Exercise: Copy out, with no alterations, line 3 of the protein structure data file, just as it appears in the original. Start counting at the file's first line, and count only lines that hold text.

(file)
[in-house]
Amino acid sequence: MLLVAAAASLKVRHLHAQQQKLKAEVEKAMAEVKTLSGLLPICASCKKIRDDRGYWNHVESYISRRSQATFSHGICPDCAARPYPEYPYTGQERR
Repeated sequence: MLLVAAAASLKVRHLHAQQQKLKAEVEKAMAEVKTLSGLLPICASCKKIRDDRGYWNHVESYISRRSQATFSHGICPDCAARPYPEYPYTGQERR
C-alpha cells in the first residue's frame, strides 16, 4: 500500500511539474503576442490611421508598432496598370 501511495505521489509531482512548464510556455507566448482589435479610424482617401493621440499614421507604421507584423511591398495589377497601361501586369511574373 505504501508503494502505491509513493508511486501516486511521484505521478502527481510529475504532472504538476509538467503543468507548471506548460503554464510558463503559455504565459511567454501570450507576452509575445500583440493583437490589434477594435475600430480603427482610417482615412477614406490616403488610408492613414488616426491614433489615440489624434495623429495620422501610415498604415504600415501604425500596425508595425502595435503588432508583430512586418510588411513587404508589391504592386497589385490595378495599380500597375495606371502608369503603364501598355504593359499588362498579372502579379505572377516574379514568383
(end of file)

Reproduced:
Repeated sequence: MLLVAAAASLKVRHLHAQQQKLKAEVEKAMAEVKTLSGLLPICASCKKIRDDRGYWNHVESYISRRSQATFSHGICPDCAARPYPEYPYTGQERR